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Black Metal in East Asia: Ghastly Funeral Theatre

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All aboard the black-painted orient express, where the conductor’s face is shrouded in a veil and on his head is a dilapidated farmer’s hat.

We will take this smoke spurting steam engine around the countries of East Asia, stopping only to see the most grim and mystifying representatives of black metal culture, and then get back on and let the infidel arts witnessed in the day infest our dream state.

We are making stops in six places: China, Mongolia, Japan, Hong Kong, Taiwan and South Korea. How will the train cross the waters? We won’t need rails. Don’t forget your camera and passport, and be reminded that this is a one-way trip: you’re going to have to find your own way back once we reach our final destination. 

China – Zuriaake 

Let’s take a swim in the lake of corpses with Zuriaake, who have become as legendary as an old Chinese ghost fable. The band, shrouded in cloaks and bamboo hats, with lanterns and incense burning during their live ceremony, have become a must-see spectacle. The enigmatic members, with names like Bloodfire and Bloodsea, know the significance of keeping an air of mystery and mysticism alive with the band’s presentation, and meet this image with truly progressive and haunting songs. One of Chinese black metal label Pest Productions’ longstanding artists, they have released two full-length albums for the label and are prepping to release the third as part of their new deal with Season of Mist.  

Mongolia – Karmantic 

Beyond the endless kilometers of the frosty, desolate Gobi desert you will come across the townships and cities of Mongolia. Within its capital, Ulaanbataar (the coldest capital city in the world), one-man black metal band Karmantic has been cooped up inside as a snowstorm rages on outside. You would think that this would be the perfect atmosphere for black metal artists, but unfortunately the country has less bands playing this style than you can count on one hand. Nevertheless, Puriel Grushl dragged his DSBM project Karmantic into sunlight with the release of his Black Branches of the Heart EP in early 2021, which is 36 minutes of “Depressed Happiness.” He wasted no time in expanding upon his vision, as a few months later he unveiled his first full-length release, the hour-long foray into a melancholic snowstorm, Lethality.

Japan – Sigh 

Sigh leader Mirai Kawashima, when responding to Euronymous’ suggestion to broaden the war against Christianity and to take the fires to Japan, famously touted that Japan didn’t really have many churches. This notion has proved that the genre of black metal doesn’t need to be completely anti-religious to be effective. Ever since their classic Scorn Defeat was released on Deathlike Silence Productions, Sigh have consistently rewritten the black metal rule book. They have often been described as avant-garde, with their sometimes-psychedelic approach and the utilization of instruments not usually heard in the genre. Even so, Sigh have stayed grounded in grim waters throughout their career, as elements such as Mirai’s trademark warlock voice always remain a constant no matter the accompanying evil horn sections or guest vocalists. Albums like Imaginary Sonicscape or their most recent, Heir to Despair, are essential listening for anyone who is in favor of smashing metal conventions.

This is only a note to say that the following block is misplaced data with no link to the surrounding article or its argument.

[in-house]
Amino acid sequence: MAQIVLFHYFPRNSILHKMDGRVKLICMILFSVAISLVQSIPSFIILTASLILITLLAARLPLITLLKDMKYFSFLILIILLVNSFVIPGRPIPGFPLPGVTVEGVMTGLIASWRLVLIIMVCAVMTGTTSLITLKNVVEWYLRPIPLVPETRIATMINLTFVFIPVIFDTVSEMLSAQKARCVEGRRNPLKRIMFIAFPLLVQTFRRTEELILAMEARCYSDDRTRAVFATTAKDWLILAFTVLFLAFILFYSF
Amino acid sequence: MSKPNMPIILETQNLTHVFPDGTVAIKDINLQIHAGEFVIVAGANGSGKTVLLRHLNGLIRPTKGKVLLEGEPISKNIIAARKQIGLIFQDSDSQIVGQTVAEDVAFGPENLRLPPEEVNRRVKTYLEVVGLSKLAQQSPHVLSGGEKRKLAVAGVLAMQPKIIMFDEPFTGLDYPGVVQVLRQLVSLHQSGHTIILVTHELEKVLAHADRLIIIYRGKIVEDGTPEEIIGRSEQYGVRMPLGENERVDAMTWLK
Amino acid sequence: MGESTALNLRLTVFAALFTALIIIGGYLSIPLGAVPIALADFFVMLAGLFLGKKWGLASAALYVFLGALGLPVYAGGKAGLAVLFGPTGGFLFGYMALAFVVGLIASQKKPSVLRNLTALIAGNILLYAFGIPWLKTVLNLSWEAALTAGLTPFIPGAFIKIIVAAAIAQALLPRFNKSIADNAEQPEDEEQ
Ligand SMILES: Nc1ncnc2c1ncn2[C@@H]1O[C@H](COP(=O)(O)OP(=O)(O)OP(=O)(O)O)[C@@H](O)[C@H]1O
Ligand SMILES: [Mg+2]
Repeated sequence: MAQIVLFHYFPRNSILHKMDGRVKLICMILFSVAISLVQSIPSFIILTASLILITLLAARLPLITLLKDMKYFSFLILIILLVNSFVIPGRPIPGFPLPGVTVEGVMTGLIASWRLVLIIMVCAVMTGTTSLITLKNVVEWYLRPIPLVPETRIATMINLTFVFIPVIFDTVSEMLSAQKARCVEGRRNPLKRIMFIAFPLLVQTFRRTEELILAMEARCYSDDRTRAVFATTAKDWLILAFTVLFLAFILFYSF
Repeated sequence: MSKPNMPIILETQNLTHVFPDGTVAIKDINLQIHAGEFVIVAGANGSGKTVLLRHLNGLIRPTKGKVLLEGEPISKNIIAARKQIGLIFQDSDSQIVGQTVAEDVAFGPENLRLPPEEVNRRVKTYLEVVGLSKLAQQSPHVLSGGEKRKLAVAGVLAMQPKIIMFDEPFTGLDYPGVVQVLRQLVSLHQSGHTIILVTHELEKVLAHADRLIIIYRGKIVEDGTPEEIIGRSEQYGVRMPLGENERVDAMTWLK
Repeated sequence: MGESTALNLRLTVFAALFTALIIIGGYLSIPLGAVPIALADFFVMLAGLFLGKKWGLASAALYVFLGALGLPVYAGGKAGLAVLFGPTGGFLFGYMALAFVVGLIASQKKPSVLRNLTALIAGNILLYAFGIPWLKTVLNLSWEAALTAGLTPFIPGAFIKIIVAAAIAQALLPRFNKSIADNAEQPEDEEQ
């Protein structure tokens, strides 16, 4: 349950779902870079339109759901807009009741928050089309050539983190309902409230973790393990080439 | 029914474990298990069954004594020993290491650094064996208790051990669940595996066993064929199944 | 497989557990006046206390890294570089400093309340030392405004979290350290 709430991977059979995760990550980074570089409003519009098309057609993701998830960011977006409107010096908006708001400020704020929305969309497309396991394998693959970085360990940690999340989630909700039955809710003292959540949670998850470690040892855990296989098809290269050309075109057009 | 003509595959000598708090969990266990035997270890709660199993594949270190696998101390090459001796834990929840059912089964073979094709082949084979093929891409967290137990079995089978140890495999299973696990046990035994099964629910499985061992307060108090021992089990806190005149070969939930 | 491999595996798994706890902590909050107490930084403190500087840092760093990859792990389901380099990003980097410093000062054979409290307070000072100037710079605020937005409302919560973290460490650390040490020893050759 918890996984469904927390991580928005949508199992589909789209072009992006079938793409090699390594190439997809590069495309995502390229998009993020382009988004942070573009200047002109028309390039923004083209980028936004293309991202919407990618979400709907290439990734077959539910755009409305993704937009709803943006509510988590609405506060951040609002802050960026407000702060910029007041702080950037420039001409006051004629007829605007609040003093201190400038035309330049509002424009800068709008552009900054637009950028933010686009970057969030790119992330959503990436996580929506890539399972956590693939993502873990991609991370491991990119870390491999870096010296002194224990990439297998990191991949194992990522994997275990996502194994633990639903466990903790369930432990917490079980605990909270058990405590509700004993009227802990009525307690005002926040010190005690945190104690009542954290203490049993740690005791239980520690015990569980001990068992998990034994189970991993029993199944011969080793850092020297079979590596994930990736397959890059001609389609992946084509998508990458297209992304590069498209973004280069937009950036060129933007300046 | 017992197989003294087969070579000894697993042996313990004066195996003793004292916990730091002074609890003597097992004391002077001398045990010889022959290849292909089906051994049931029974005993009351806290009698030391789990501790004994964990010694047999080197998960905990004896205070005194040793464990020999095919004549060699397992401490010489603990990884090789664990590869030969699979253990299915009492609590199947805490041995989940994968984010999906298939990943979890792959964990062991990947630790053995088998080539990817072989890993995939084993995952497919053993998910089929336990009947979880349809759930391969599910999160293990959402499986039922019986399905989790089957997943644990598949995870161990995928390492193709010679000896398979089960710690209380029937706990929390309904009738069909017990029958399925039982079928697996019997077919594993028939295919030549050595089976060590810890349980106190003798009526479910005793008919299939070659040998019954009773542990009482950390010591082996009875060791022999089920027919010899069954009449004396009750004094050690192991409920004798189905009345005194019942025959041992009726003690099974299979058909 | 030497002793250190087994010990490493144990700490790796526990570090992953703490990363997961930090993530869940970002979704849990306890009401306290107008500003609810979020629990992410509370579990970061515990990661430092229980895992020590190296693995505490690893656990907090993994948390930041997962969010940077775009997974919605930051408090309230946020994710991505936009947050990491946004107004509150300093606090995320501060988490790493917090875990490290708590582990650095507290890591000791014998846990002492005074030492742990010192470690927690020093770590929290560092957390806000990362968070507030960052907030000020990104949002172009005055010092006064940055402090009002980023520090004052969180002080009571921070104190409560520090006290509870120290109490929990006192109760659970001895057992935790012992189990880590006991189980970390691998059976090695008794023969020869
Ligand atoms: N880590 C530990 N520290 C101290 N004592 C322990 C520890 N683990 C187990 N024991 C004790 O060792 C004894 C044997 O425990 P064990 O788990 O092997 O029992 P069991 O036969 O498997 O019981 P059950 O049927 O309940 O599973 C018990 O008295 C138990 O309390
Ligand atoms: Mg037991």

Taiwan – Inferno Requiem 

Taiwan has its patriotic flag bearers in the form of the black/folk band Chthonic, though the undercard of artists within the country is also full of top-tier representatives for the heart of Asia. Fronted by Fog, Inferno Requiem have been a vehicle for the creation of harsh black metal noise since 1998. The primitive outburst began with the In the Nightmare of... demo in 1999, which featured a classic Darkthrone-esque black and white photo of the sole band member screaming into cavernous nothings. Since then, the inferno spread rapidly, with full-lengths released on different labels such as Pest Productions, Hell Ambassador Records and Elderblood Productions. Thematically, Inferno Requiem keep it fairly interesting, incorporating horror, sci-fi and arcane components, with albums feeling like deformed evil spirits shrieking out secrets from the beyond. 

Hong Kong – Evocation 

A high-water mark for metal in Hong Kong, Evocation is an oriental black/death conjuration shrouded in a Taoist atmosphere. Their three full length albums contain folk passages which aid in the storytelling, with some passages resembling a funeral march. The band famously played Wacken in 2014 — a real flag-bearing moment for HK metal — and the audience was stunned by the sheer talent and conviction od the players. Comparisons can be made to Chthonic, as both have black metal elements mixed in with traditional instrumentation and both are their region’s biggest metal representatives. You’ll do your musical taste a favor by putting both bands on your playlist. 

South Korea – Oathean

BTS? How about DSBM? South Korea isn’t a global hotspot for black metal, but you’d be surprised at just how many artists you might find on a fast train to Busan. Exchanging plastic surgery for corpse paint, bands like Dark Mirror Ov Tragedy, Meridies (= Methad), Taekaury (太高句麗), The Crescents, AEK, and Kalpa represent the scene well, though the backbone bands are Sad Legend and Oathean. Sad Legend, a melodic black metal act, were active from 1997 to 2014. Oathean began in 1993 and still play to this day. The latter began with death metal, but the band changed their name from Odin to Oathean and with it being incorporating traditional Korean folk instruments like the haegeum and daegeum to create a Korean blackened folk powerhouse. 

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